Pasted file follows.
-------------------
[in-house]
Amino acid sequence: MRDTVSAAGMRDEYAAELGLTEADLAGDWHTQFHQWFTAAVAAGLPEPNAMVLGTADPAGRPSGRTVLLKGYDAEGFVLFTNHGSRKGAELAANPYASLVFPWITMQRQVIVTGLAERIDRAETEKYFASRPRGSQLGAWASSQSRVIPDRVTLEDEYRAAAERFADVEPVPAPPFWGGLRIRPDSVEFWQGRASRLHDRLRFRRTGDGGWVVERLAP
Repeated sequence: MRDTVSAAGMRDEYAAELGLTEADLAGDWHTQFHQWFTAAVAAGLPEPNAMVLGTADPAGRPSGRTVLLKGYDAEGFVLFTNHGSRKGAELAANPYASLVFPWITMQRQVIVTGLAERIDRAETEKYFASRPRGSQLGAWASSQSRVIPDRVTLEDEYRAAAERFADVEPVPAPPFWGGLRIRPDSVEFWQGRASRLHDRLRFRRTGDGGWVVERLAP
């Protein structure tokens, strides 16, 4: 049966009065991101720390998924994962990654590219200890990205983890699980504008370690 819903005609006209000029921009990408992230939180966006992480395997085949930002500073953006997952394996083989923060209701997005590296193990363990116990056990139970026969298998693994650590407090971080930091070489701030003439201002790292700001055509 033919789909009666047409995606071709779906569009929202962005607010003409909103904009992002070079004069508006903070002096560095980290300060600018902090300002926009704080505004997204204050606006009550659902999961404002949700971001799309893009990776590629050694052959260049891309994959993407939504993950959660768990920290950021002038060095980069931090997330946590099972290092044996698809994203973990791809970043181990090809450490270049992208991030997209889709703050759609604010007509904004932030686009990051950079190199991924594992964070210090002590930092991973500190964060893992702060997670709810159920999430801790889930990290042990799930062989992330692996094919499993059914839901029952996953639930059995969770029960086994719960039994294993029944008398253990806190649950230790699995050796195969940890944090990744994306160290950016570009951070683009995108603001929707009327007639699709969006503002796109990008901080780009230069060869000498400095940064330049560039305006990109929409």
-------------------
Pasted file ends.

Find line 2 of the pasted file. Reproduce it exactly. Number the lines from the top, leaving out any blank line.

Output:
Amino acid sequence: MRDTVSAAGMRDEYAAELGLTEADLAGDWHTQFHQWFTAAVAAGLPEPNAMVLGTADPAGRPSGRTVLLKGYDAEGFVLFTNHGSRKGAELAANPYASLVFPWITMQRQVIVTGLAERIDRAETEKYFASRPRGSQLGAWASSQSRVIPDRVTLEDEYRAAAERFADVEPVPAPPFWGGLRIRPDSVEFWQGRASRLHDRLRFRRTGDGGWVVERLAP